This organization is run by people whose sole purpose is to give a very omniscient view of what Autism is and how to approach it. There has seldom been any resources on the site that have come from someone on the spectrum on how to look at Autism and most importantly how to embrace it. The site has two types of parents that contribute stories, the parents that brag about how much they love their Autistic child and how they’re the best thing to happen to them and how their child is better than every other child, the latter being parents who are all like “woe is me” and speak doom and gloom about their child and how everyday is a struggle and how they’re miserable and how their Autistic child ruined their perfectly good family and how their perfectly good partner left them. To the former, your child isn’t some celebrity and if they had a means of communication that works for them they’d tell you to stop bragging about them and to the latter, has it ever occurred to you that your partner is a coward and that if he or she can’t handle the child that they were blessed with or the cross that they were given to carry than maybe you need to make better choices about the people you drop your pants for.

Now before I get carried away about the parents of children with Autism that annoy the living crap out of me, let’s get back to throwing Suzanne Wright under the bus shall we? Autism isn’t a plague or an epidemic or a wide spread problem that requires the full force of the CDC (Centers of Disease Control) to contain and eliminate, once again it is a way of living that we as a society need to learn to accommodate and that can only be done if you allow us people on the spectrum to play a vital part in creating those accommodations. Distressed parents, Behavioral experts, and Autism speaks don’t tell a complete story. They tell a very generalized story with several holes that lacks substance, emotion, and most importantly, the power of experience and a first person account that should be used to fund personalized approaches to how we ease the way of living for rather than trying to build a one size fits all model based on generalization of a disorder we’ve yet to truly understand.

If you’ve met one person with Autism then you’ve only met one person with Autism, I’ve run this expression into the ground and I shouldn’t have to keep repeating it over and over and over and over again. This should be the common approach to the disorder because let’s face it, though your Autistic brother or niece or nephew or cousin shares some similarities with that other kid with Autism that you are responsible for whether you’re baby sitting, working as a teacher, or working at a camp or recreational program, they are two completely different people with two completely different types of wiring and should be approached as such. When you write the crap that Suzanne Wright writes (Tongue twisters yay!!!!!!), you are painting the one picture that makes parents everywhere fear having a child that might end up being diagnosed with the disorder some where down the line. Yes there does need to be a better national plan that is centered around creating accommodations for children on the spectrum and granting necessary funding to families that may not have the resources to bear the financial burden that is early intervention as well as paying for any need asstive technologies  however, this should NOT be fueled by fear of something we don’t fully understand and it should not be driven by a perception of Autism as an epidemic or a crisis. The utter lack of funding for creating a nation plan is a crisis but Autism is NOT a crisis. Cancer is a crisis, diabetes is a crisis, AIDS/HIV is a crisis, if it has the potential to drastically shorten ones life span then it is a crisis, Autism may occasionally come coupled with other complications you’ll never hear of someone dying from having Autism. The way our society has been trained to look at Autism needs to be eliminated. We’re not doing people on the spectrum any favors by creating an unnecessary fear of what we don’t understand. I shall end with this quote,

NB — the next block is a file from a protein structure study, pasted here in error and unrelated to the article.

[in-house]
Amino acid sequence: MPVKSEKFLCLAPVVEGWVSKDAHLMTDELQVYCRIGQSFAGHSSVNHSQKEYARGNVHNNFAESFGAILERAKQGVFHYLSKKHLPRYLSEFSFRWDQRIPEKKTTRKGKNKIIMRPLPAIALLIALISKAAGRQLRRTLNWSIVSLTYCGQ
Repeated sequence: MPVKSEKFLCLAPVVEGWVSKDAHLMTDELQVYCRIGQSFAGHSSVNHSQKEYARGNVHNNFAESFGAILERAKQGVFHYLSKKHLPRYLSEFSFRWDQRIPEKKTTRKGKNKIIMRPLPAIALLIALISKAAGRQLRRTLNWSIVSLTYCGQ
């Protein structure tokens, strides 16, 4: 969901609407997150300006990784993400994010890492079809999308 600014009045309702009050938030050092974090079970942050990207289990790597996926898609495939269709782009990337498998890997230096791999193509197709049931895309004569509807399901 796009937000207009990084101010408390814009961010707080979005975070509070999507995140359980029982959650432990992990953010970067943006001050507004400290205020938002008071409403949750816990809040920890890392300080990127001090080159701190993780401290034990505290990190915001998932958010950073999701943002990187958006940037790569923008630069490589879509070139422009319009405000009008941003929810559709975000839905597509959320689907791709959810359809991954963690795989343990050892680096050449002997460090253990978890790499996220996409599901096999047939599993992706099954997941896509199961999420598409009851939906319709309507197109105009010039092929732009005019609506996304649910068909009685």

“If I could tell people one thing about autism it would be that I don’t want to be this way but I am. So don’t be mad; be understanding. I think people don’t like things that are not like them or look funny. But we are not all the same and why would we want to be?”

-Carly Fleischmann

For those who aren’t familiar with Carly Fleischmann, Carly is on the spectrum and is non verbal. On the surface she seemed like your textbook Autistic until she was given a speech device and with years of encouragement from her parents and her therapists she has now gone on to be a very powerful advocate for those on the Autism Spectrum. There are many other stories of those that have risen to fame through their ability to communicate with the world through speech devices such as Naoki Higashida who wrote the now popular book “The Reason I Jump” which has now been translated from Japanese into several languages worldwide and many other stories waiting to be heard when given the right accommodations. These stories however are for another blog but to end this, I IMPLORE of Autism Speaks to change their omniscient perception and presentation of what Autism is and what to do about it. Your catch phrase is “Autism Speaks, Now it’s Time to Listen”, maybe you’re the ones that need to listen to what Autism says because I guarantee you it will bear a very stark contrast to the message you have been sending for the life of the organization. Stay classy people…

3 thoughts on “Does Autism Speaks Really Speak for me? #2: Obviously Not and Today they Gave Me a New Reason Why….

  1. Pingback: All I Want For My Birthday is a Big Booty Hoe (A Look Back At an Epic Year of Blogging) |